A surgeon lost his temper and killed a teenage leukaemia patient during a routine operation, a court was told.

Kenneth Woodburn, 39, from Idless, near Truro, Cornwall, was trying to insert a catheter into the chest of Kelly Dent, 16, when the procedure went wrong, Exeter Crown Court was told.

John Bevan QC, for the prosecution, said it was "a very sad case all round". He told the jury that Kelly was diagnosed with acute myeloid leukaemia, a life-threatening disease of the bone marrow affecting the production of healthy blood, in early 1998.

Chemotherapy treatment had been progressing well at the time of the operation at Treliske Hospital, Truro, in September 1998. But because of difficulties during an initial attempt to insert a catheter to administer drugs and take samples, Mr Woodburn was brought in the following day for a fresh attempt. Mr Bevan said: "Sadly what should have been a reasonably simple and certainly not sophisticated or complicated operation, albeit she was under general anaesthetic, went disastrously wrong.

"Initial frustration and irritation gave way to anger and aggression and went far beyond normal theatre language and behaviour," he said. "Then Woodburn lost his temper with the patient because the operation did not go smoothly." As a direct result of the operation, part of the patient's heart was punctured and she died from massive internal blood loss.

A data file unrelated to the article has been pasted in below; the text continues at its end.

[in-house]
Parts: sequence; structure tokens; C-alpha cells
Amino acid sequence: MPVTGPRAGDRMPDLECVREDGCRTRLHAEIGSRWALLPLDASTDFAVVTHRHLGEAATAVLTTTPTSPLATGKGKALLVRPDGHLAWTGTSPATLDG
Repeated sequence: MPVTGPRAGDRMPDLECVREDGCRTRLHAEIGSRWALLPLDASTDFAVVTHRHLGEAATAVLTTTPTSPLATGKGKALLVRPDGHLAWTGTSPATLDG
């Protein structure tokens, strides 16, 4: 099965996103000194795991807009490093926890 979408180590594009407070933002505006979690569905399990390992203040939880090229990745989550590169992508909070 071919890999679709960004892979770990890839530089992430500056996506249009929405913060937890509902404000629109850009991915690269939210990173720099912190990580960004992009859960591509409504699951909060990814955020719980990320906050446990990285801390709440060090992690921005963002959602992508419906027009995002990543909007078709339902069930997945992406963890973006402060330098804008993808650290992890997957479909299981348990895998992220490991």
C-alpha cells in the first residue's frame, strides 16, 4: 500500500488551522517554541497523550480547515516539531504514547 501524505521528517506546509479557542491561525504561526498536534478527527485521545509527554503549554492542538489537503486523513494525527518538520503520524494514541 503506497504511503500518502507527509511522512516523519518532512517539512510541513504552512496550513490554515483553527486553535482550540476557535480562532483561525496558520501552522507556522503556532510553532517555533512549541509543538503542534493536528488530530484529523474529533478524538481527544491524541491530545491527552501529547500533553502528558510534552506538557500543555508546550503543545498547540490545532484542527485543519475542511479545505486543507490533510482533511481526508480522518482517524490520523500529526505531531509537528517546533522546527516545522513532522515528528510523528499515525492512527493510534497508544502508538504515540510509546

Mr Bevan said the defendant was normally accepted to be a competent and respected vascular surgeon. But on this "rare if not unique occasion" there were a variety of factors to do with shortness of time because of an appointment elsewhere that allowed him 40 minutes to complete the operation.

A number of things going wrong, as well as the normal tension and stress of the operating theatre, caused him to lose his temper and act in a way that eventually became dangerous to her health, it was claimed. "Negligence, if it is proved by the evidence, amounts we say to an offence of manslaughter or unlawful killing," Mr Bevan said.

During an interview with police, Mr Woodburn accepted that something he had done during the operation must have produced damage that led to Kelly's death. She had died from a rare but recognised complication. The surgeon denies manslaughter.

The trial continues.